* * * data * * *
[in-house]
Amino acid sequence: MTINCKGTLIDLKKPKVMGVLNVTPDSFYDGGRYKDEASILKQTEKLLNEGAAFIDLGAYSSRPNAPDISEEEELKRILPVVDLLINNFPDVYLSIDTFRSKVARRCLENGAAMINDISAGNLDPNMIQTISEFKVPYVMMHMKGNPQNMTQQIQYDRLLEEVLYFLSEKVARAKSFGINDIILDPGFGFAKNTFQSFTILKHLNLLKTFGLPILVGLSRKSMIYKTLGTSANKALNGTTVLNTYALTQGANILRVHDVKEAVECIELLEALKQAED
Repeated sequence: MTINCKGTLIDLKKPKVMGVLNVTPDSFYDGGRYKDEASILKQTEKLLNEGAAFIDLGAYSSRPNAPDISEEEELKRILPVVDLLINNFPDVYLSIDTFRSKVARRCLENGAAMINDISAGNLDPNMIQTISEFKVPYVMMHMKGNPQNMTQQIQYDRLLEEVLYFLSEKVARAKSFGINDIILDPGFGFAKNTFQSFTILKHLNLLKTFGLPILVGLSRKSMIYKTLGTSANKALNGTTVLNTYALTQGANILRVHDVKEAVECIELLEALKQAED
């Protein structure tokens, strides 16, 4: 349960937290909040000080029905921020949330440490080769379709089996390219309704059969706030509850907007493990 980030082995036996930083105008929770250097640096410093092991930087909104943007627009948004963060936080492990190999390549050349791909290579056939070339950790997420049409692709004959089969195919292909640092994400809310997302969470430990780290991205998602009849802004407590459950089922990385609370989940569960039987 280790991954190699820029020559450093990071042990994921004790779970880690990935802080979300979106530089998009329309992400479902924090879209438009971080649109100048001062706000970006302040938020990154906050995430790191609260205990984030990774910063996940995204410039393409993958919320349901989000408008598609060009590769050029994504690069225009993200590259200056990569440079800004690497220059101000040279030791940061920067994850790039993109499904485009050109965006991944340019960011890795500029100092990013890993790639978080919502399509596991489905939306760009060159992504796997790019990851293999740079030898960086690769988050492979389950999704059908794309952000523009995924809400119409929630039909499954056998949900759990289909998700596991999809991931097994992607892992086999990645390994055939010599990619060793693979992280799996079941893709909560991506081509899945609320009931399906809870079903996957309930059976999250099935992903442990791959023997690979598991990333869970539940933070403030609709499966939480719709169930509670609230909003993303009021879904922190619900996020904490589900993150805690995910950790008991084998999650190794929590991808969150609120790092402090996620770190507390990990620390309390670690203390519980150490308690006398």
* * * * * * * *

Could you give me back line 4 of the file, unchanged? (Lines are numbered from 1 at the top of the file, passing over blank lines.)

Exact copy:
């Protein structure tokens, strides 16, 4: 349960937290909040000080029905921020949330440490080769379709089996390219309704059969706030509850907007493990 980030082995036996930083105008929770250097640096410093092991930087909104943007627009948004963060936080492990190999390549050349791909290579056939070339950790997420049409692709004959089969195919292909640092994400809310997302969470430990780290991205998602009849802004407590459950089922990385609370989940569960039987 280790991954190699820029020559450093990071042990994921004790779970880690990935802080979300979106530089998009329309992400479902924090879209438009971080649109100048001062706000970006302040938020990154906050995430790191609260205990984030990774910063996940995204410039393409993958919320349901989000408008598609060009590769050029994504690069225009993200590259200056990569440079800004690497220059101000040279030791940061920067994850790039993109499904485009050109965006991944340019960011890795500029100092990013890993790639978080919502399509596991489905939306760009060159992504796997790019990851293999740079030898960086690769988050492979389950999704059908794309952000523009995924809400119409929630039909499954056998949900759990289909998700596991999809991931097994992607892992086999990645390994055939010599990619060793693979992280799996079941893709909560991506081509899945609320009931399906809870079903996957309930059976999250099935992903442990791959023997690979598991990333869970539940933070403030609709499966939480719709169930509670609230909003993303009021879904922190619900996020904490589900993150805690995910950790008991084998999650190794929590991808969150609120790092402090996620770190507390990990620390309390670690203390519980150490308690006398």